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Healthcare, not sick care: Taking the temperature at SXSW 

SXSW is known mainly as a tech/music/film festival. But more and more, healthcare is becoming a defining presence. This year, the Health and MedTech Track featured content on how technology and social changes are impacting one of the world’s largest industries. Technology is transforming the way healthcare is delivered, whether through AI, telemedicine, and/or treatment—and clashing directly with patient access problems, cost concerns, and trust issues. If you are an event marketer in the healthcare or pharma industry, don’t miss out on the strategic insights we share throughout this article and how you can leverage atypical events to drive brand awareness and exposure.  

Where we are (cough*not great*cough)

Historically, healthcare has been driven by population-level data and treatment algorithms informed by cost. Add to this the results of a recent Gallup poll showing 52% of Americans rate the healthcare system as ‘fair’ or ‘poor’ and a dismally low trust score of 18% based on the Global Trust Index, and you can see why healthcare in general—and the pharmaceutical industry specifically—needs to do some reputation repair.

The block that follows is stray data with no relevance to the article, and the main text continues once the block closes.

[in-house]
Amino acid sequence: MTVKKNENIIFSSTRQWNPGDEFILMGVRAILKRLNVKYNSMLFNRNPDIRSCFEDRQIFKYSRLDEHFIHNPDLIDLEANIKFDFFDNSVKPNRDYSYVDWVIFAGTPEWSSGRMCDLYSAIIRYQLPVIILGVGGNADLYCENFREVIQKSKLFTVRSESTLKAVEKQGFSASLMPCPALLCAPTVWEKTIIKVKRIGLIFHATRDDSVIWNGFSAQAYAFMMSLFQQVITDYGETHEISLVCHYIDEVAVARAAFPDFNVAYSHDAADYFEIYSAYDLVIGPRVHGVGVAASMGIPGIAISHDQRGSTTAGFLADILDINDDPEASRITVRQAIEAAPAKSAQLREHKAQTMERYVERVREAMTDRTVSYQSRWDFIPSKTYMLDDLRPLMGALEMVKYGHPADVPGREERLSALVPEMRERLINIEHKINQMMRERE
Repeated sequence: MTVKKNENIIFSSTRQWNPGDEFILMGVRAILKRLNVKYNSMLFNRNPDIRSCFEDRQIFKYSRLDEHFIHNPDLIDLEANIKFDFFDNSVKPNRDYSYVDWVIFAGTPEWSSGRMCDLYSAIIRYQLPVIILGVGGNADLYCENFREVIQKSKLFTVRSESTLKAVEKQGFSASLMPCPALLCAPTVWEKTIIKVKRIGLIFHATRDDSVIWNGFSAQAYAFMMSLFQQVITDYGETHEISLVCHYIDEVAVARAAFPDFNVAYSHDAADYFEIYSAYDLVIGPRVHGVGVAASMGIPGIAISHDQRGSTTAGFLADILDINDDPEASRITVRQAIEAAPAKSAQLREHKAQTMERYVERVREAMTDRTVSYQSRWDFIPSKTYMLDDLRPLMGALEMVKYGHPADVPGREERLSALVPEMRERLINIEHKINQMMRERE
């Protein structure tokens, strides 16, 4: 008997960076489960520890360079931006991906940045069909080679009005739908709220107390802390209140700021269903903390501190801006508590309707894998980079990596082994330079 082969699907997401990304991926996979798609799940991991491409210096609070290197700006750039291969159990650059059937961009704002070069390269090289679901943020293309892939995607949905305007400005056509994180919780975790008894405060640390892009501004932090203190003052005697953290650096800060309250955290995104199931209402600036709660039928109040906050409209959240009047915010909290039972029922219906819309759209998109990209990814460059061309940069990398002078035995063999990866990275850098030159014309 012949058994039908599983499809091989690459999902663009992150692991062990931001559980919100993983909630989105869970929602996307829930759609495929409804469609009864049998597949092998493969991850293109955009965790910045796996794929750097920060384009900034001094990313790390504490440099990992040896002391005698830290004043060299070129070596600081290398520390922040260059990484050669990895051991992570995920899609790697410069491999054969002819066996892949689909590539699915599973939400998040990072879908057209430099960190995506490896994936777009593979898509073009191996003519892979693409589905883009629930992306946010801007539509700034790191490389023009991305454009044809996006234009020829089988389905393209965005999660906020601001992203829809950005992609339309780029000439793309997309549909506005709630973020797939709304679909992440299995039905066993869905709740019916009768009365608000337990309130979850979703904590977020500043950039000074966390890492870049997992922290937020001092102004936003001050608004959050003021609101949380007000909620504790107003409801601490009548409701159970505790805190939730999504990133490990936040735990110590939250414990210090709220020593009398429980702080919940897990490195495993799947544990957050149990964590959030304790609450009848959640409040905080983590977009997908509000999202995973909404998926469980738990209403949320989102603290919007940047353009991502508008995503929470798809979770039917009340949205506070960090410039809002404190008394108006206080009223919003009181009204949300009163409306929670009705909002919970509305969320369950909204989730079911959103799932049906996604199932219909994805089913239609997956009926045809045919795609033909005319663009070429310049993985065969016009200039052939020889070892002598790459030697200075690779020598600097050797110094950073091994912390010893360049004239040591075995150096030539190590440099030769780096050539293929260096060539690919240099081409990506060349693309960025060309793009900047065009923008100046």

"Trust in organized institutions has been declining for years and health care is not immune. Building trust requires engaging stakeholders across the health care spectrum to better identify what’s happening and share practices that increase trust between different parties. Trust is an essential part of medical professionalism and ultimately contributes to better patient outcomes.”

Source: ABIM Foundation

Positioning an organization as authentic, genuine, and honest in an environment where your target audience is skeptical, concerned about data breaches, and outraged about the cost of treatment is difficult. Refreshingly, SXSW showcased a solid series of talks to educate, enlighten, and encourage better engagements between healthcare systems, patients, and HCPs.  

Source: SXSW

We’re on the road to wellbeing

“SXSW provides us an opportunity to discuss how technological and social changes are reshaping healthcare right now, in real-time.”

Like other industries before them, healthcare is discovering that their users are more engaged, proactive, and demanding than ever. Traditionally, healthcare consumers went to the doctor when they were sick and received treatment for that specific illness in that specific timeframe. Now, healthcare consumers and their insurance providers are more likely to want a proactive approach to managing health.